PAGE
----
When You Wonder, as a Person With Mental Illness, 'Is This the Authentic Me?'

Who am I?

That’s just the first question I ask myself, and it leads to a plethora of questions, thoughts and feelings.

The facts, as I know them: I’m 48 years old. I’m a people pleaser. I’m an extrovert with introvert tendencies. My childhood and teenage years did me harm. I’ve “lost” years of maturing due to the stunting effect of an undiagnosed melancholia (major depressive disorder) since I don’t know when (11? When my Grandad died?). I’ve lived and struggled with my darling husband, who has a chronic pain injury, for almost 25 years. I am an HSP (Highly Sensitive Person). I don’t know how to be me. More specifically, I don’t know how to be me and be comfortable. In my natural state, I’m a highly expressive person — its written all over my face, as it were — as well as in my tone and gestures. I am expression!

While I seem to read constantly about how we should embrace our qualities and self, I feel like I’m an irritation, hard to understand and an acquired taste — like anchovies but way more salty! I am at a loss as to how not to watch others’ responses to me so I can adjust myself to their taste. It’s a constant fight in my head. It saps my capacity and changes both my experience of myself and the experience others have of me. On one hand, I feel sad that people who would like (love?) me are ripped off and, on the other hand, I’m afraid to be unpalatable to most of the people I meet.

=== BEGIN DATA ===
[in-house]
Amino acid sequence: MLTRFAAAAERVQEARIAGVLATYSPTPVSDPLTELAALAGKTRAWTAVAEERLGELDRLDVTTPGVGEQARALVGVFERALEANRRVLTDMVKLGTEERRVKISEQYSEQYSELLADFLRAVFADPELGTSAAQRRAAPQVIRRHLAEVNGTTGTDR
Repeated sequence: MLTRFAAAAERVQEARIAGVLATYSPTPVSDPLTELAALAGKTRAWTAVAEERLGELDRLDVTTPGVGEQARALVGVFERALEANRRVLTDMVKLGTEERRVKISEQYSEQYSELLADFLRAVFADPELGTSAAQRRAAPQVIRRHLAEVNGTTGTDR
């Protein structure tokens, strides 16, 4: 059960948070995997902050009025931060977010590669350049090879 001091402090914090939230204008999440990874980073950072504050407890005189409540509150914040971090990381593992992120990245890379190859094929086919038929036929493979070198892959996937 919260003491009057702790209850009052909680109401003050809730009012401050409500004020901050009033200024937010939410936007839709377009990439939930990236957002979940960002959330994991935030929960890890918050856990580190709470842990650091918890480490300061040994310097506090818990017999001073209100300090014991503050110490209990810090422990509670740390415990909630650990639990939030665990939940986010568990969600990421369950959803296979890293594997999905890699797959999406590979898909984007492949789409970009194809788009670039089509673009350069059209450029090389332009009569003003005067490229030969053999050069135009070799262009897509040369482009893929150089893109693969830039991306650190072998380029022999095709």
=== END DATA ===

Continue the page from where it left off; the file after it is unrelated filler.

The constant question that goes around in my head is, “Is this the authentic me?” How do I know the answer to that? It’s so frustrating. Do I bear the awkward and painful possibility that 90 percent (or more?) of the people I meet will feel overwhelmed, confused and uncomfortable (aka find me “too much”)? Is the real question, “Can I ever stop worrying about what people think about me?”

Yesterday, I had two job interviews — one over the phone and the other in person. I was left feeling so uncomfortable afterwards because I really tried to “be myself.” This left me with an impression of someone who is hard work and difficult to please. I don’t know if I shot myself in the foot, and at the same time, I wonder if I should have kept a lid on things — there’s that same struggle again.

Another angle of this struggle is the fear that I’ll overpower everyone and everything. There’s a real fear that, once I lift the lid, I’ll lose my compassion, sensitivity, empathy and unselfishness, that I’ll become self-centered and self-obsessed. I never want to be that person — but, is that the real me? I feel there is so much “power” inside of me that’s yet undiscovered by anyone, let alone me. How do you harness your potential without giving everyone an overdose and becoming selfish?

The older I get and the further way from my depression, the more I know that my mental health is reliant on working through this fight and coming to a happier place. I need to be me and be happy with who that turns out to be. My values won’t change— I’ll still be an honest, loving, thoughtful, kind, opinionated, passionate, empathetic, sensitive, and generous person. It will mean I’ll be happier and healthier.

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Thinkstock photo by Creatas

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